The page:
keywords = "Chronic muscle pain, Cold pressor, Near infra-red spectroscopy, Resting haemodynamics, Trapezius muscle",
author = "Acero, {Claver O.} and Takuo Kuboki and Kenji Maekawa and Atsushi Yamashita and Clark, {Glenn T.}",
year = "1999",
month = "10",
doi = "10.1016/S0003-9969(99)00082-5",
language = "English",
volume = "44",
pages = "805--812",
journal = "Archives of Oral Biology",
issn = "0003-9969",
publisher = "Elsevier Limited",
number = "10",

}

TY - JOUR

T1 - Haemodynamic responses in chronically painful, human trapezius muscle to cold pressor stimulation

AU - Acero, Claver O.

AU - Kuboki, Takuo

AU - Maekawa, Kenji

AU - Yamashita, Atsushi

AU - Clark, Glenn T.

PY - 1999/10

Y1 - 1999/10

N2 - The aim was to compare haemodynamic responses in trapezius muscles to cold pressor stimulation in individuals with localized trapezius myalgia and asymptomatic controls. Nine males with chronic localized pain in the trapezius (mean age, 23.2 years) and nine male controls (mean age, 24.6 years) who had no medical history of migraine, hypertension or sustained pain in the trapezius region were investigated. Two experimental (cold pressor and mock) trials were performed in a randomly assigned sequence. In the cold pressor trial the participant's left foot and ankle were immersed in 4°C cold water for 2 min; the mock trial was done without that stimulus. Blood volume was continuously recorded 1 min before, 2 min during, and 5 min after cold pressor stimulation using near-infrared spectroscopy. Each participant's blood-volume data were baseline-corrected and submitted to statistical analysis. Results showed that the individuals with muscle pain exhibited a significantly lower mean blood volume than the controls during cold pressor stimulation (p = 0.0367). Upon withdrawal of that stimulation, the mean blood volume in both groups fell below the baseline. These results suggest that individuals with chronic regional trapezius myalgia have less capacity to vasodilate this muscle during cold pressor stimulation than those without such myalgia. It is not yet known if this difference in the haemodynamic response is a cause or an effect of the myalgia.

AB - The aim was to compare haemodynamic responses in trapezius muscles to cold pressor stimulation in individuals with localized trapezius myalgia and asymptomatic controls. Nine males with chronic localized pain in the trapezius (mean age, 23.2 years) and nine male controls (mean age, 24.6 years) who had no medical history of migraine, hypertension or sustained pain in the trapezius region were investigated. Two experimental (cold pressor and mock) trials were performed in a randomly assigned sequence. In the cold pressor trial the participant's left foot and ankle were immersed in 4°C cold water for 2 min; the mock trial was done without that stimulus. Blood volume was continuously recorded 1 min before, 2 min during, and 5 min after cold pressor stimulation using near-infrared spectroscopy. Each participant's blood-volume data were baseline-corrected and submitted to statistical analysis. Results showed that the individuals with muscle pain exhibited a significantly lower mean blood volume than the controls during cold pressor stimulation (p = 0.0367). Upon withdrawal of that stimulation, the mean blood volume in both groups fell below the baseline. These results suggest that individuals with chronic regional trapezius myalgia have less capacity to vasodilate this muscle during cold pressor stimulation than those without such myalgia. It is not yet known if this difference in the haemodynamic response is a cause or an effect of the myalgia.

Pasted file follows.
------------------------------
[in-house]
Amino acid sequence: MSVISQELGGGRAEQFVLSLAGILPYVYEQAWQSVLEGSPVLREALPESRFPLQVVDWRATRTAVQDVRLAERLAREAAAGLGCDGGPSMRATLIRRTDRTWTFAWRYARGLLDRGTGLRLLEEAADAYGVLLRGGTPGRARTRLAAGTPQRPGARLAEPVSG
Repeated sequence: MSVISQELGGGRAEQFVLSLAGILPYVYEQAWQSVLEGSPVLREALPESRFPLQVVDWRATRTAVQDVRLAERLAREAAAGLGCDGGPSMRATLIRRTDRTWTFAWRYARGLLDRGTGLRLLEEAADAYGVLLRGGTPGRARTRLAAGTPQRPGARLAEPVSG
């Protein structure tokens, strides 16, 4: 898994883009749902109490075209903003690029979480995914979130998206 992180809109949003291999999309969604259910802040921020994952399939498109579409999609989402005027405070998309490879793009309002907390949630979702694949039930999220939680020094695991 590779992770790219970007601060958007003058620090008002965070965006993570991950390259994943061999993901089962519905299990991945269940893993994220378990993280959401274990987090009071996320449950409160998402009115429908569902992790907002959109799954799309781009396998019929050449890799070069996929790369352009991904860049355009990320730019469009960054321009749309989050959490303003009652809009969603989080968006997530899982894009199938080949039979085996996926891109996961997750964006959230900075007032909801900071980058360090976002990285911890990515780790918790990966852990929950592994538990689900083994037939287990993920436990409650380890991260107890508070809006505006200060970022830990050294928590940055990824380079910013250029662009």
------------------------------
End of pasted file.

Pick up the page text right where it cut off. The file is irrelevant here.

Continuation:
KW - Chronic muscle pain

KW - Cold pressor

KW - Near infra-red spectroscopy

KW - Resting haemodynamics

KW - Trapezius muscle

UR - http://www.scopus.com/inward/record.url?scp=0033214352&partnerID=8YFLogxK

UR - http://www.scopus.com/inward/citedby.url?scp=0033214352&partnerID=8YFLogxK

U2 - 10.1016/S0003-9969(99)00082-5

DO - 10.1016/S0003-9969(99)00082-5

M3 - Article

VL - 44

SP - 805

EP - 812

JO - Archives of Oral Biology

JF - Archives of Oral Biology

SN - 0003-9969

IS - 10

ER -